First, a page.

Hard to say as I ran the absolute best race I had in me. Perhaps some course recon would had led me to alter my starting strategy and if I could try it again I'd get closer to the front and tuck in behind the group that was running 5:55-5:50. Allow them to do the work in the wind, push myself a little harder than I wanted but bank some time for the hills that I wasn't aware were coming.

It sounds like a decent plan but who knows, that could leave me shelled for the hills and I could have lost even more time. At the end of the day I think the biggest benefit I could have had would have been someone or a group to help punch through the wind and save some effort. But you don't always get that in a smaller race and you can only use what you have.
Post race
Warm down:

Not much. Watched a friend finish and then started to freeze so I went and grabbed my drop bag and put on some warmer clothes. Grabbed some water, waited for my cousin to finish (stud ran a 1:34 on ZERO training) and then we grabbed some food. Stood around freezing for another 30 minutes until I could pick up my AG award and then we boarded the bus to head back to the lot and drive home.

What limited your ability to perform faster:

Nothing. Went as fast as I could given the day, the conditions, and the fitness I had.

Event comments:

Last thing to note is the satisfaction of finally executing a race to a T, both mentally and physically. I suffered at a few points, found a dark place and sucked it up like a boss and pushed through.

Last updated: 2013-11-18 12:00 AM
01:21:31 | 13.1 miles | 06m 13s  min/mile
Age Group: 2/
Overall: 20/1153
Performance: Good
Course: Tucson is normally a pretty big net downhill, point to point course starting at the Biosphere and heading South into Oro Valley. This year though there was some construction that forced a course detour at the 8 mile mark and some pre race recon could have been very beneficial. The usual course set up has the route falling for the first 9.5 to 10 miles then it flattens, one short climb and then fast and flat into the finish. Turns out the new course has you falling the first 8 miles (old course) then a turn into a moderate climb, flat, some falling from miles 9-10 and then two grueling hills shortly after mile 10 that made legs cry. After mile 11 it was flat the rest of the way in.
Keeping cool Good Drinking Just right
Post race
Weight change: %
Overall: Good
Mental exertion [1-5] 5
Physical exertion [1-5] 5
Good race? Yes
Course challenge Just right
Organized? Yes
Events on-time? Yes
Lots of volunteers? Yes
Plenty of drinks? Yes
Post race activities:
Race evaluation [1-5] 4

2013-12-09 11:49 AM

User image

Scottsdale, AZ
Subject: Tucson Half Marathon

2013-12-10 2:33 PM
in reply to: #4910521

User image

University Park, MD
Subject: RE: Tucson Half Marathon
Nice work on the 1:21. That's a good time.

(Though I'd be hesitant about complaining about the wind when you're doing a race with 1000' of descent. )
2013-12-10 5:09 PM
in reply to: colinphillips

User image

Scottsdale, AZ
Subject: RE: Tucson Half Marathon

Originally posted by colinphillips Nice work on the 1:21. That's a good time. (Though I'd be hesitant about complaining about the wind when you're doing a race with 1000' of descent. )


Ha!  Definitely not blaming the wind but it was out there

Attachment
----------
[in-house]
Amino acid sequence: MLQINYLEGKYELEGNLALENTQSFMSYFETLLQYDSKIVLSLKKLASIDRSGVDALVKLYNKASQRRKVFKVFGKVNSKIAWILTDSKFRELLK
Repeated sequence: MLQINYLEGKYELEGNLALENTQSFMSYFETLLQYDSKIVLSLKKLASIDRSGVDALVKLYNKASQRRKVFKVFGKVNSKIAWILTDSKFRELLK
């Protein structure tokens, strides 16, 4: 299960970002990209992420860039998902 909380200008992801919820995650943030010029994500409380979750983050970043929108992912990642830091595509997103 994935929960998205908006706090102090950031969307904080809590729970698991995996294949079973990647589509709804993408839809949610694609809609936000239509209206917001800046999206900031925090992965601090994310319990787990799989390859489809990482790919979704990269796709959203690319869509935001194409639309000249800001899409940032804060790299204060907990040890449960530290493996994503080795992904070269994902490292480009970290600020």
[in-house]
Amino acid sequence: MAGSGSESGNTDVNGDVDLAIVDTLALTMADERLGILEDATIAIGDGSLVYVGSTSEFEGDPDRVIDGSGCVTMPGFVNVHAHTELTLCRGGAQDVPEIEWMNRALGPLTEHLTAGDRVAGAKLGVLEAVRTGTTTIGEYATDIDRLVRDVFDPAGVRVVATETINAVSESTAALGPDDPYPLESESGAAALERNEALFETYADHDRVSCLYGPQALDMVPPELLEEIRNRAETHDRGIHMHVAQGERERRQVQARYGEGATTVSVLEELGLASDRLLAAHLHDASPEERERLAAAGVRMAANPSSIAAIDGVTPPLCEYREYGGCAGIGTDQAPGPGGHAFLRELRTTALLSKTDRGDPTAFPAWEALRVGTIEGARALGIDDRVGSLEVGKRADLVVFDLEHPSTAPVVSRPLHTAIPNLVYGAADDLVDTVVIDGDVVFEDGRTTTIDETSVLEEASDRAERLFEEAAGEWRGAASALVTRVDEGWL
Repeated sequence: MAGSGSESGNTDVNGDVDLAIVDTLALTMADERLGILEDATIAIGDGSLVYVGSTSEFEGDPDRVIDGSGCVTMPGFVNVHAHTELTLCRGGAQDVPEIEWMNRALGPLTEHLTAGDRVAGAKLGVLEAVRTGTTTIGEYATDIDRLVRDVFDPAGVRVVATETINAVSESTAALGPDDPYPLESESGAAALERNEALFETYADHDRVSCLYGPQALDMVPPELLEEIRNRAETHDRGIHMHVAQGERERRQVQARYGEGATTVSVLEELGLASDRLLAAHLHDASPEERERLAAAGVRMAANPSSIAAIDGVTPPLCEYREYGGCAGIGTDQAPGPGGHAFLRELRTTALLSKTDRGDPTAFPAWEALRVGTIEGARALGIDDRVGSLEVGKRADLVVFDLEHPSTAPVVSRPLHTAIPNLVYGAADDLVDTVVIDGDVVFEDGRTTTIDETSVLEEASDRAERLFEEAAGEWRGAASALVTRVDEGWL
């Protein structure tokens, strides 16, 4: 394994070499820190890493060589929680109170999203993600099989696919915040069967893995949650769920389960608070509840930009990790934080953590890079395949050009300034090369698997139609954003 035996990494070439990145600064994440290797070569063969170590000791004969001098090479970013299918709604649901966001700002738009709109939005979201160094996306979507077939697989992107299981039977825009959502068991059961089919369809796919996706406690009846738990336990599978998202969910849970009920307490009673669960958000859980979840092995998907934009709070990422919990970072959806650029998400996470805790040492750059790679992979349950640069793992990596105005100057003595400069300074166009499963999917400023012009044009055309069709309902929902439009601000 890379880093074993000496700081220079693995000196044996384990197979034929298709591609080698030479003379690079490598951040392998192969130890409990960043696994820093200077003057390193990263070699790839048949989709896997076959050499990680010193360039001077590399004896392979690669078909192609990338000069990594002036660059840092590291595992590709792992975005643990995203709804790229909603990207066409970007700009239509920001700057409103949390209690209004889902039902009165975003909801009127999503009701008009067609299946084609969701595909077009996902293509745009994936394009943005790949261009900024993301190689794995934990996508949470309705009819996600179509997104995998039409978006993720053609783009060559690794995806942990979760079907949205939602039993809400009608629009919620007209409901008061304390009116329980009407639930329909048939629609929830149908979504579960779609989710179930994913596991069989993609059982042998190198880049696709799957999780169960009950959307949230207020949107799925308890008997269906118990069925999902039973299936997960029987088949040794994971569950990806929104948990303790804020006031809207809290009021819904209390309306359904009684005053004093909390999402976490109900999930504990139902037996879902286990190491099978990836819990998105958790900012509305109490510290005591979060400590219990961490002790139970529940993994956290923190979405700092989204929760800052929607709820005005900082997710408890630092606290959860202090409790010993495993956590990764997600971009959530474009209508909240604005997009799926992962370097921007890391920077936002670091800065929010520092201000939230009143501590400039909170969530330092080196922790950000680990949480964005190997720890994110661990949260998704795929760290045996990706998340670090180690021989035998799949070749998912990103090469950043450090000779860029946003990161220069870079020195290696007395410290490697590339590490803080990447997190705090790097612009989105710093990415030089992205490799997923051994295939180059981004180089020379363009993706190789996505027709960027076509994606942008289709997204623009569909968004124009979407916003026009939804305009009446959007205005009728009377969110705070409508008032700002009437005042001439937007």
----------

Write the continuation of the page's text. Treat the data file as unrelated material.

2013-12-26 2:31 PM
in reply to: thebigb

User image

Austin, Texas
Subject: RE: Tucson Half Marathon

Regardless of results (which, by the way, were pretty dang speedy!), executing any race over ~45' "to a T" is a great accomplishment.  Nicely done!

And I'm going to take that quote with me out on the roads next year, for sure.  


2013-12-26 2:31 PM
in reply to: thebigb

User image

Austin, Texas
Subject: RE: Tucson Half Marathon

Regardless of results (which, by the way, were pretty dang speedy!), executing any race over ~45' "to a T" is a great accomplishment.  Nicely done!

And I'm going to take that quote with me out on the roads next year, for sure.  


General Discussion-> Race Reports!
General Discussion Race Reports! » Tucson Half Marathon Rss Feed  

TMC Get Moving Tucson Half Marathon

Started by MichelleK
Views: 1072 Posts: 3

2012-10-30 10:38 AM MichelleK

Damascus Bakeries Tucson Half Marathon

Started by kmanus
Views: 998 Posts: 1

2008-12-09 4:04 PM kmanus

Damascus Bakeries Tucson Half Marathon

Started by ScottoNM
Views: 1282 Posts: 1

2007-12-03 12:35 PM ScottoNM

Holualoa Tucson Half Marathon

Started by Gearwhore
Views: 2049 Posts: 6

2007-12-04 12:20 PM juliapurr

Holualoa Tucson Half-Marathon

Started by AZchica
Views: 1110 Posts: 3

2007-12-04 2:18 PM WaterDog66
date : May 24, 2010
author : Coach AJ
comments : 0
My question is am I playing with fire entering the half marathon this close to my primary goal for this season which is the HIM?
date : June 15, 2009
author : Ali Winslow
comments : 0
I just ran the Boston Marathon under nine minute miles, can I run eight minute miles for my half Ironman training runs? Or should I go slower?
date : November 17, 2008
author : mat steinmetz
comments : 7
I just started doing tris this summer and I have two under my belt, both sprints. Is it reasonable to build up for a Oly in early ‘09, with a HIM in Oct of ‘09
date : June 10, 2008
author : kns57
comments : 0
Steady is our walk. Ignoring the pain that is radiating from my feet, I continue to place one foot in front of the other. Again I wonder, “Why am I doing this?”
date : July 10, 2007
author : Ontherun
comments : 0
Having three seasons under my belt I thought I knew what I was doing. That all changed with a few new challenges and a bunch of new friends.
date : October 24, 2005
author : mikericci
comments : 0
This program should be used for an athlete whose goal is to run a marathon in the 1:30-2:30 range and has a good running base in the past 8-12 weeks.
date : October 2, 2005
author : smeeko
comments : 2
I will assume you have not run consistently more than 6 miles and have never completed a half-marathon. I believe running your first half-marathon is a big task which requires dedication and work.
date : January 10, 2005
author : ewkfit
comments : 0
My training was taking off. I had never felt stronger. I was making bigger strides than I ever had. I was stronger and faster than I had imagined myself ever being.